A month before this speech, the Democratic National Convention had convened in Charleston, South Carolina. When the delegates failed to adopt an explicitly pro-slavery platform, the Convention dissolved. Rival Southern and Northern Conventions reconvened in June 1860, each nominating their own presidential candidate: Stephen Douglas for the North and John Breckinridge for the South. With the Democratic vote thus divided, the Republican candidate was widely expected to win the 1860 election. Here Davis laments the Kansas-Nebraska solution, explaining how Douglas, once a Southern hero, had become a villain.

May 17, 1860

…It is this confusion of ideas, it is this confounding of terms, this changing of language, this applying of special meanings to words, out of which, I think, a large portion of the dispute arises. For instance, it is claimed that President Pierce, in using the phrase “existing and incipient States,” meant to include all Territories, and thus that he had bound me to a doctrine which precluded my strictures on what I termed squatter sovereignty. This all arises from the misuse of language. An incipient State, according to my idea, is the territorial condition at the moment it changes into that of a State. It is when the people assemble in convention to form a constitution as a State, that they are in the condition of an incipient State. Various names were applied to the Territories at an earlier period. Sometimes they were called “new States,” because they were expected to be States; sometimes they were called “States in embryo,” and it requires a determination of the language that is employed before it is possible to arrive at any conclusion as to the differences of understanding between gentlemen. Therefore it was, and, I think, very properly, (but not, as the Senator supposes, that I wanted to catechize him,) that I asked him what he meant by non-intervention, before I commenced these remarks.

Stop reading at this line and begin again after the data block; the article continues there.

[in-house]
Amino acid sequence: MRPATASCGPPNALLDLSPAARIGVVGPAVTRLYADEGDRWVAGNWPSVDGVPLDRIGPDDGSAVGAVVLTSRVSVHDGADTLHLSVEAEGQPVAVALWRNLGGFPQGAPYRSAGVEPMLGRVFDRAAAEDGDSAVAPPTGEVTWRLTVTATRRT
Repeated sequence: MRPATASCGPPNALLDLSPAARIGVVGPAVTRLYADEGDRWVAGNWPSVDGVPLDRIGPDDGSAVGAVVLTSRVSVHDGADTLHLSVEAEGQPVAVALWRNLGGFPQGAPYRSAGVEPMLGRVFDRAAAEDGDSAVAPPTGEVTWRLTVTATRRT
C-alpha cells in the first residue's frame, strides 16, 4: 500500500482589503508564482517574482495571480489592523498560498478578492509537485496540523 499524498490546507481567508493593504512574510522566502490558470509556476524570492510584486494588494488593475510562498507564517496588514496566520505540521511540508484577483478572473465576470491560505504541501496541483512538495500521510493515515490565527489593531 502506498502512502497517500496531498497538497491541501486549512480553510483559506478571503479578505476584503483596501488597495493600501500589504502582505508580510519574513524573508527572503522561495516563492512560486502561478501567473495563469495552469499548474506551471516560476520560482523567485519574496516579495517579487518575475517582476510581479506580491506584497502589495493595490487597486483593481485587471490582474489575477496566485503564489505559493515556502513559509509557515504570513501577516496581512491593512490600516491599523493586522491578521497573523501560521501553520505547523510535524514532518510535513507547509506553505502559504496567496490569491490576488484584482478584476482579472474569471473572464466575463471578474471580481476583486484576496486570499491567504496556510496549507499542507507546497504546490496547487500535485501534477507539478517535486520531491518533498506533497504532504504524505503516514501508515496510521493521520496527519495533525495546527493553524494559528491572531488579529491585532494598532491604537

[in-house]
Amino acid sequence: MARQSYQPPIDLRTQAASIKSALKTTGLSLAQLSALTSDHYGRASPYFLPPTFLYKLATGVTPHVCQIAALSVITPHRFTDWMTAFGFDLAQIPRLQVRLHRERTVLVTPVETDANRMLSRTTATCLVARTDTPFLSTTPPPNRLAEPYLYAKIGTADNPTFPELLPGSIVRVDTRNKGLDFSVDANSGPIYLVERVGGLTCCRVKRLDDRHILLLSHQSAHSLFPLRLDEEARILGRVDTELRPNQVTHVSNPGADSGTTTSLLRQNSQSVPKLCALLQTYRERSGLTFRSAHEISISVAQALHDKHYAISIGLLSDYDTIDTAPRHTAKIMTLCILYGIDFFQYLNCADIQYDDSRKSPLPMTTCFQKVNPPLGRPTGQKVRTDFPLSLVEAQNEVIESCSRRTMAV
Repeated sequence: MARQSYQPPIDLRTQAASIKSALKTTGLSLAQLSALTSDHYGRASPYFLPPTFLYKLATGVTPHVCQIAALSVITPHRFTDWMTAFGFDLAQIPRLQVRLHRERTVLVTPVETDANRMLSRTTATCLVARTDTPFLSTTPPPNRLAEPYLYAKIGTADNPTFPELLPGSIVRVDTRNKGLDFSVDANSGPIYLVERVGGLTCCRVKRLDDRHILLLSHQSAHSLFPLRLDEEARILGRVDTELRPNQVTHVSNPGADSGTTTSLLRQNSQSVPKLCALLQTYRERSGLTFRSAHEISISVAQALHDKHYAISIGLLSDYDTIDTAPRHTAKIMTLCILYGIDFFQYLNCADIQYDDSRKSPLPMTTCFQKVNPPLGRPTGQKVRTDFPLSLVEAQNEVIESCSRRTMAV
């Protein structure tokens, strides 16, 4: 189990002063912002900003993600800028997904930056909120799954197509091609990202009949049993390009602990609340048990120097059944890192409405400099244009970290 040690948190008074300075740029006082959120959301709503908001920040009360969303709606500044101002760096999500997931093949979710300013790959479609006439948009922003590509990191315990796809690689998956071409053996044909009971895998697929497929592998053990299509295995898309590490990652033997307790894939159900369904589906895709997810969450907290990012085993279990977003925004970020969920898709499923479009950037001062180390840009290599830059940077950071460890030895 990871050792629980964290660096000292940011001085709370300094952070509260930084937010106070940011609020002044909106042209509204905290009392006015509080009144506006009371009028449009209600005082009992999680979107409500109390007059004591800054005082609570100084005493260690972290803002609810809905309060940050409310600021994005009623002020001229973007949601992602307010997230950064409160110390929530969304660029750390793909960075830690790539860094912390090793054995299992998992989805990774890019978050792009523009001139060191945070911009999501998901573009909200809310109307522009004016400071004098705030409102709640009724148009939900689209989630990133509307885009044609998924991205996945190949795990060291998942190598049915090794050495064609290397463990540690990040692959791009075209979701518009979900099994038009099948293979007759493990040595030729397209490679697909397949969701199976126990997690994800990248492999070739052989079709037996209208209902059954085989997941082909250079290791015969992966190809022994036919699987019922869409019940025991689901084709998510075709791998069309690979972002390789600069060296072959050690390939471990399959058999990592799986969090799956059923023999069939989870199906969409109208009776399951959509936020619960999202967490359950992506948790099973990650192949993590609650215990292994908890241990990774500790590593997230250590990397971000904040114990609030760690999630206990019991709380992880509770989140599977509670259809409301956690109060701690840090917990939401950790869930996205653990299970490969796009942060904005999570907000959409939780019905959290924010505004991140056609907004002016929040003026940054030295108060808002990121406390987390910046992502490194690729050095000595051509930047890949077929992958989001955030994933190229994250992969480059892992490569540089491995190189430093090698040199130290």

In the same line of errors was the confusion which resulted in his assuming that the evils I described as growing out of his doctrine on the plains of Kansas, were a denunciation, on my part, of the bill called the Kansas-Nebraska bill. At the time that bill passed, I did not foresee all the evils which have resulted from the doctrine based upon it, but which I do not think it contains. I am not willing now to turn on those who were in a position which compelled them to act and made them responsible, and to divest myself of any responsibility which belongs to any opinion I entertained. I will not seek to judge after the fact and hold the measure up against those who had to judge before me. Therefore I will frankly avow that I should have sustained that bill if I had been in the Senate; but I did not foresee or apprehend such evils as immediately grew up on the plains of Kansas. I looked then, as our fathers had looked before, to the settlement of the question of what institutions should exist there, as one to be determined by soil and climate, and by the pleasure of those who should voluntarily go into the country. Such, however, was not the case. The form of the Kansas-Nebraska bill invited to a controversy–not foreseen.

  1. Jefferson Davis, “Reply to Stephen A. Douglas,” May 17, 1860, in Lynda L. Crist et al., eds., The Papers of Jefferson Davis, Vol. 6 (Baton Rouge: Louisiana State University Press, 1971—present), 322.Reprinted from The U.S. Constitution, A Reader, Published by Hillsdale College
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